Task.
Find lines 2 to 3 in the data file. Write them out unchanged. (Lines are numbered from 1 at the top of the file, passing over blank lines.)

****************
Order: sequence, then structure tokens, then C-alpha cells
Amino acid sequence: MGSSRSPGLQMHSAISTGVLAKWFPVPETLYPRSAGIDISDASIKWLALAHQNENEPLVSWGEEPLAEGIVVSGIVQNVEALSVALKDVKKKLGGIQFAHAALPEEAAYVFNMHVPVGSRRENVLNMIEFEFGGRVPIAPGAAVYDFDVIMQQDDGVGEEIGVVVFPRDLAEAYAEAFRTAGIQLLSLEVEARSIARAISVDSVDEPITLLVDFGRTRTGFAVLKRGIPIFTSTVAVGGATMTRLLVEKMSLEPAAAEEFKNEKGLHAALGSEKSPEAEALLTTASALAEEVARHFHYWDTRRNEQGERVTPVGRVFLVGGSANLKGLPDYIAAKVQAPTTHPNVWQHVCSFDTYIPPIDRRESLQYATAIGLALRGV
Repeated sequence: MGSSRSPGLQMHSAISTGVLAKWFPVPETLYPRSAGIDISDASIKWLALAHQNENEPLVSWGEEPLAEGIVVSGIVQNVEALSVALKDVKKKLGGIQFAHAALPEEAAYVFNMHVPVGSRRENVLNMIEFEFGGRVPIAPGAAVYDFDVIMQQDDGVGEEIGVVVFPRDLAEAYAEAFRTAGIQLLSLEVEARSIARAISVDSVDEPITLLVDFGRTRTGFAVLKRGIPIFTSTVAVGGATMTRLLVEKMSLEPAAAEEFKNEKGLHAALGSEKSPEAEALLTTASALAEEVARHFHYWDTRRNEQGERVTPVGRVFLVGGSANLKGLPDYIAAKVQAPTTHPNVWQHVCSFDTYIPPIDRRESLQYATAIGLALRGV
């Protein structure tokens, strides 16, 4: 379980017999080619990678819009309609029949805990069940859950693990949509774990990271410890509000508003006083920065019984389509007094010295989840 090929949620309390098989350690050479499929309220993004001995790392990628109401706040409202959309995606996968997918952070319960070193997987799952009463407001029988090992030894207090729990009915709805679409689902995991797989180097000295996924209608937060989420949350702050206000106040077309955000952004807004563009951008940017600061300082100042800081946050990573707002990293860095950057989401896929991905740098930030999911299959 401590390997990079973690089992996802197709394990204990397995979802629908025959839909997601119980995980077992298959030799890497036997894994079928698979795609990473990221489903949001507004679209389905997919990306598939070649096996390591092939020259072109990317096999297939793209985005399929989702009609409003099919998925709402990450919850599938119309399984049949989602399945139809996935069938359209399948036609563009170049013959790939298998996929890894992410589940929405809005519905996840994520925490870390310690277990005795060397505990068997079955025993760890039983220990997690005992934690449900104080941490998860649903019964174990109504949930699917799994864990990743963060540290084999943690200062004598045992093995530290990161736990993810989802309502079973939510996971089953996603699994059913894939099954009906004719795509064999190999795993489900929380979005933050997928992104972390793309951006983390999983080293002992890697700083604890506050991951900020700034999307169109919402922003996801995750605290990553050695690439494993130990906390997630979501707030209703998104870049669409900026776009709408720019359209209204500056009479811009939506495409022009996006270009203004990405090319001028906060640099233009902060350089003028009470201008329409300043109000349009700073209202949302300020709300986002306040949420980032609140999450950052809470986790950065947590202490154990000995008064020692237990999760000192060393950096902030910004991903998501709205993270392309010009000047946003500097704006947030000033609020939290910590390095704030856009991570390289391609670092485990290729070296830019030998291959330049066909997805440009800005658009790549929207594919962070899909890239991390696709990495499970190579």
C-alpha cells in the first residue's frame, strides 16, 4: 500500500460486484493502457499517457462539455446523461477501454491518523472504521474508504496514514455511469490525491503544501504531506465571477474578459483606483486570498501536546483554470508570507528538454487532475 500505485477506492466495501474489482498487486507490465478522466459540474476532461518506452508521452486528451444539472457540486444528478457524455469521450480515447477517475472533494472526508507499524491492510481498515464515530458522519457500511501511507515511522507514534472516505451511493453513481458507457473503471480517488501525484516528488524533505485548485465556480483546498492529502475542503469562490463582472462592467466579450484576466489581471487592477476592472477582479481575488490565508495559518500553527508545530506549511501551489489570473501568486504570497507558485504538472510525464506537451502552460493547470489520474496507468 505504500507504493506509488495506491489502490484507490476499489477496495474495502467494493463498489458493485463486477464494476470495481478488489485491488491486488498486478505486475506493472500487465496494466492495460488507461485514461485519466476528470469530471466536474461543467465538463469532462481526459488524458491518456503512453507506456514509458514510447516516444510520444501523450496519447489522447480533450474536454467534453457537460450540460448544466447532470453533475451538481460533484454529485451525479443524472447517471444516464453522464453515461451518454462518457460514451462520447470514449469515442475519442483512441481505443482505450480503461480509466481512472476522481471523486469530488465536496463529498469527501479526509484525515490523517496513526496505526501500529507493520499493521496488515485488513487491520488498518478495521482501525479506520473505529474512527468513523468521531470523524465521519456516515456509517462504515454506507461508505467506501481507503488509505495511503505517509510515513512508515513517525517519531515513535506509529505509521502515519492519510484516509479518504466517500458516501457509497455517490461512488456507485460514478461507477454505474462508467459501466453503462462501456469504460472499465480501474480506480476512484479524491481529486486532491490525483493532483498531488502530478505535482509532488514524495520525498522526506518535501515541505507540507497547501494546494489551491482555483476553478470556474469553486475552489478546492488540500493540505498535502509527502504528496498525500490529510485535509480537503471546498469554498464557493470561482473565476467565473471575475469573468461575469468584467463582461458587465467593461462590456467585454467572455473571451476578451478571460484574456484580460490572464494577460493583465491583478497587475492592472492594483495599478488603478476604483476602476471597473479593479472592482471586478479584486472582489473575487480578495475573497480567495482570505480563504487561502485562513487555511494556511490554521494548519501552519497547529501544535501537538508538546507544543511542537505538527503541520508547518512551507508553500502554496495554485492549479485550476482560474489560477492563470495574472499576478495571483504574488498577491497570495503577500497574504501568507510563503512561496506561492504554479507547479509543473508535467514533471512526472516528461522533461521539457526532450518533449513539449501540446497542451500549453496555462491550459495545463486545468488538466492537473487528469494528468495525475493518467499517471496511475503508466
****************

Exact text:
Amino acid sequence: MGSSRSPGLQMHSAISTGVLAKWFPVPETLYPRSAGIDISDASIKWLALAHQNENEPLVSWGEEPLAEGIVVSGIVQNVEALSVALKDVKKKLGGIQFAHAALPEEAAYVFNMHVPVGSRRENVLNMIEFEFGGRVPIAPGAAVYDFDVIMQQDDGVGEEIGVVVFPRDLAEAYAEAFRTAGIQLLSLEVEARSIARAISVDSVDEPITLLVDFGRTRTGFAVLKRGIPIFTSTVAVGGATMTRLLVEKMSLEPAAAEEFKNEKGLHAALGSEKSPEAEALLTTASALAEEVARHFHYWDTRRNEQGERVTPVGRVFLVGGSANLKGLPDYIAAKVQAPTTHPNVWQHVCSFDTYIPPIDRRESLQYATAIGLALRGV
Repeated sequence: MGSSRSPGLQMHSAISTGVLAKWFPVPETLYPRSAGIDISDASIKWLALAHQNENEPLVSWGEEPLAEGIVVSGIVQNVEALSVALKDVKKKLGGIQFAHAALPEEAAYVFNMHVPVGSRRENVLNMIEFEFGGRVPIAPGAAVYDFDVIMQQDDGVGEEIGVVVFPRDLAEAYAEAFRTAGIQLLSLEVEARSIARAISVDSVDEPITLLVDFGRTRTGFAVLKRGIPIFTSTVAVGGATMTRLLVEKMSLEPAAAEEFKNEKGLHAALGSEKSPEAEALLTTASALAEEVARHFHYWDTRRNEQGERVTPVGRVFLVGGSANLKGLPDYIAAKVQAPTTHPNVWQHVCSFDTYIPPIDRRESLQYATAIGLALRGV